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Strange Alchemy – science poetry

by Eva Amsen

The Scream, Toronto’s yearly literary festival is in full swing this week. This year the festival’s theme is “Science and Poetry”, and Wednesday night I attended “Strange Alchemy”, a panel discussion about science and poetry, followed by the launch of the latest issue of Matrix Magazine, also with a science poetry theme.

The panel discussion was held at Supermarket, a bar in Toronto’s hip(pie) Kensington Market neighbourhood. The tables in the backroom were decorated with erlenmeyer flasks and each had their own element.

The discussion was moderated by science writer Clive Thompson, who warmed up the audience by telling the story of how he almost got an automatic poetry generating software program accepted into The League of Canadian Poets.

The panelists came from a variety of backgrounds: Christian Bök, a.rawlings, and Ken Babstock are all poets with a particular interest in science. Lisa Betts, a postdoc in the neuorscience of vision at York University, was the only professional scientist on the panel, but, being married to poet Gregory Betts, she was familiar enough with the other side of the discussion.

Science and poetry use a different kind of language when communicating, and the panel discussed the merits of both. In a scientific publication, Lisa explained, you need to be very clear because the experiments need to be reproducible. There can be no confusion about what you mean. Poetry uses language for the way it sounds, and a.rawlings is especially fascinated with learning and saying words that are normally reserved for science. In the reading following the panel discussion she read a fragment from Wide Slumber for Lepidopterists that sounded like a protocol for butterfly mounting. But she also recounted that at a recent retreat for sound ecologists, someone mentioned that there are relatively few words to describe sound, and they called on her and the other attending poets to find more words.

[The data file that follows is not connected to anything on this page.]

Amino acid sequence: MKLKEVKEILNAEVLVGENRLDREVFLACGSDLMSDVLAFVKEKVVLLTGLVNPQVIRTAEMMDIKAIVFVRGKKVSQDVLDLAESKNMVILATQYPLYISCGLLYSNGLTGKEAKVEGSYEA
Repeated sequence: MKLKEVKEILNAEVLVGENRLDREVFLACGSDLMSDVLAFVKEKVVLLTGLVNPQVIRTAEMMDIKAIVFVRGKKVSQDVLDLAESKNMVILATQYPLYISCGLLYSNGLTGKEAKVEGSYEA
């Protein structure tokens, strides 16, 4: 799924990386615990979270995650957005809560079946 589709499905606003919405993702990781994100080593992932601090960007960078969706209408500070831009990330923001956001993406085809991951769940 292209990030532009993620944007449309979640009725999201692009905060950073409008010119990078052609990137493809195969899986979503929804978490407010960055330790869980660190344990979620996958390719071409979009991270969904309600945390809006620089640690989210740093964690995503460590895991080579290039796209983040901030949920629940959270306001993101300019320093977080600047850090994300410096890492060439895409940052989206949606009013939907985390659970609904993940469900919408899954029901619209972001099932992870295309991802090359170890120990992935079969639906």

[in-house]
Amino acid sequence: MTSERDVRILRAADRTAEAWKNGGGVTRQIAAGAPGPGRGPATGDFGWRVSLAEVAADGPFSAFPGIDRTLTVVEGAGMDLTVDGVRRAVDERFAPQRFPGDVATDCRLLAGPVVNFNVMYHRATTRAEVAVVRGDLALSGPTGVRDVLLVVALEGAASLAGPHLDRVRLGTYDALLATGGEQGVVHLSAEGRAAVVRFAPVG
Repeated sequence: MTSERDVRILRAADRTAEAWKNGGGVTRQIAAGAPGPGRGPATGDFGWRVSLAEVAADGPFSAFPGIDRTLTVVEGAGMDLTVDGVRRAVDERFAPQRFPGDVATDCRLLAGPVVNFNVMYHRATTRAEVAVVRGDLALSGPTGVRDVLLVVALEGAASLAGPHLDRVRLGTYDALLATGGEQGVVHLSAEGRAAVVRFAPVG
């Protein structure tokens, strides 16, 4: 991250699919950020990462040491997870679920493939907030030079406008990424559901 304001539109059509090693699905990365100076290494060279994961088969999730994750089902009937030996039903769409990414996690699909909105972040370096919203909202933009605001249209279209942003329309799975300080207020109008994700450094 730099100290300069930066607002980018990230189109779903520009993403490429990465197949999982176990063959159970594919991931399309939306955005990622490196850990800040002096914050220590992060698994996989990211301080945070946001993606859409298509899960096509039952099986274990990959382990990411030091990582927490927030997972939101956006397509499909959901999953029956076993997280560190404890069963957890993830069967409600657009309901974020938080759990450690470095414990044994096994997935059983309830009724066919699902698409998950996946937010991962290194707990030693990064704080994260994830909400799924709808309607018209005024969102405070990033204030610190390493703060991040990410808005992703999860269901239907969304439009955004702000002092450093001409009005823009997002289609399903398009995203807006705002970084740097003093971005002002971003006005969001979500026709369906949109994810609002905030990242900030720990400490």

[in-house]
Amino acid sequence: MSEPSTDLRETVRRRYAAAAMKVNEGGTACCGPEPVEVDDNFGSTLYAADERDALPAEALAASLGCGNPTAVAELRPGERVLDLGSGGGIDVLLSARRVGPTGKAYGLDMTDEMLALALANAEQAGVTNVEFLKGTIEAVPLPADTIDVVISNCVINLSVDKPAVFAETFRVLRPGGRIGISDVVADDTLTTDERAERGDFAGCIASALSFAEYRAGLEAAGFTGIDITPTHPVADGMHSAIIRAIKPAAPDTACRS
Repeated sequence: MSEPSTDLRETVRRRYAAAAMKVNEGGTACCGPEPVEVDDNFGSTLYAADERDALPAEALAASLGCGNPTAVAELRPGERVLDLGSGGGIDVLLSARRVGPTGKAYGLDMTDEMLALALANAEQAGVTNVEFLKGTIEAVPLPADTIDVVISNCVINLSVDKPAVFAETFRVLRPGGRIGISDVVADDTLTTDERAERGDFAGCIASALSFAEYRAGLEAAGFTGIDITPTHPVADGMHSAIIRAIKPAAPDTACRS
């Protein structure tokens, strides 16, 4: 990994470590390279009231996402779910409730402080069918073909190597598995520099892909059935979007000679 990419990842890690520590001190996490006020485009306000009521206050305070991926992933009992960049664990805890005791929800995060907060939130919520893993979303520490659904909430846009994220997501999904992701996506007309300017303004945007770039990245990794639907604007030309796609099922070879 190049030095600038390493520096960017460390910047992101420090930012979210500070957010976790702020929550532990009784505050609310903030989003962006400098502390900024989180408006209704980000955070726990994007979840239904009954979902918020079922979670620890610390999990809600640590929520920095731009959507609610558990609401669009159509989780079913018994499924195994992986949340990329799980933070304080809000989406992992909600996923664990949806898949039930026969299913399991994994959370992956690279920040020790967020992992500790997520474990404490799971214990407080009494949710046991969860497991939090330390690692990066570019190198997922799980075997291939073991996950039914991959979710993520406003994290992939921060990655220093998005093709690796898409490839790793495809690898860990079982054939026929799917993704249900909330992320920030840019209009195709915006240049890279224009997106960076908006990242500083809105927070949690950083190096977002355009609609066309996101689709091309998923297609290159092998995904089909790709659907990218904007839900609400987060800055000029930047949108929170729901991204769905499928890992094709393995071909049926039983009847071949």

Other than finding new words, can poetry can do anything for science? Lisa said that poetry can make scientists think about different ways to communicate an idea. Christian Bök and Ken Babstock both reminded us that scientists often revert to a lot of metaphors and similes when they explain difficult concepts to the public. Ken brought up the term “dark matter” as example.

But are scientific publications more or less personal than poetry? To someone outside of the field, a scientific article might seem impersonal, but as Lisa told the audience, if you are familiar with a specific field and read between the lines you can even see people put each other down in the literature. The authors are very emotionally involved with their work, and have to be very careful when publishing. Of course they think it’s amazing, but they can’t say that, they have to be as objective as possible, and describe all the limitations.

Poetry and scientific literature use language differently, and most people only specialize in writing one form. An exception is Jim F. Johnstone, a PhD student in reproductive physiology at UofT, who read some of his poems during the reading at the end of the night. You can find his poetry, as well as that of Christian Bök, Ken Babstock, a.rawlings and other science-loving poets, in the science & poetry issue of Matrix Magazine.

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2 comments

WebGoddessCathy July 12, 2007 - 4:35 PM

I’m sorry I missed this event. I think I would have loved it. I think it would have been an interesting event to put out to the tenants at MaRS via the tenant newsletter and calendar of events on the website as well.

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MaRS Blog - Innovation and Commercialization in Canada » Blog Archive » The New Age of Ignorance July 20, 2007 - 4:34 PM

[…] On the same theme, Easternblot posted about The Scream, Toronto’s yearly literary festival (July 3-9). This year, their theme was “Science and Poetry” and was moderated by science writer Clive Thompson. Lisa Betts, a postdoc in the neuorscience of vision at York University, suggested at least one way that creativity can help the sciences: “poetry can make scientists think about different ways to communicate an idea.” […]

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